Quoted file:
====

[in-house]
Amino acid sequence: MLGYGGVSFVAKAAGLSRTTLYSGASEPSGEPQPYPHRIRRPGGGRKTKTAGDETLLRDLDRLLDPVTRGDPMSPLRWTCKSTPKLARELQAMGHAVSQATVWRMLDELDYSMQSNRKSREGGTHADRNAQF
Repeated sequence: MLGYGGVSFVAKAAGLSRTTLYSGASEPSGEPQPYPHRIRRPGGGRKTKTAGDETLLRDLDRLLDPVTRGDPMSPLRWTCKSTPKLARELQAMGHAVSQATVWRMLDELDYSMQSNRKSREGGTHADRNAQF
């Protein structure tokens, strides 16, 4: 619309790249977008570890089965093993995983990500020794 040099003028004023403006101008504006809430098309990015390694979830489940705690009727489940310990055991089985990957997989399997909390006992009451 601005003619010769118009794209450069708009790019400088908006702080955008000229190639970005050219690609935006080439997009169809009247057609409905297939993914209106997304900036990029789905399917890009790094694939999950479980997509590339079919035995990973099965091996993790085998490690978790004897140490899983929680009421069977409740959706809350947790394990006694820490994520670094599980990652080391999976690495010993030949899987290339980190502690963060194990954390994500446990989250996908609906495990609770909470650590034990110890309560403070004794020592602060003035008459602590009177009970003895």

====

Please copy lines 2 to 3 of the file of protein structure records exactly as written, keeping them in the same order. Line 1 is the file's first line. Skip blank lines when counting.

Amino acid sequence: MLGYGGVSFVAKAAGLSRTTLYSGASEPSGEPQPYPHRIRRPGGGRKTKTAGDETLLRDLDRLLDPVTRGDPMSPLRWTCKSTPKLARELQAMGHAVSQATVWRMLDELDYSMQSNRKSREGGTHADRNAQF
Repeated sequence: MLGYGGVSFVAKAAGLSRTTLYSGASEPSGEPQPYPHRIRRPGGGRKTKTAGDETLLRDLDRLLDPVTRGDPMSPLRWTCKSTPKLARELQAMGHAVSQATVWRMLDELDYSMQSNRKSREGGTHADRNAQF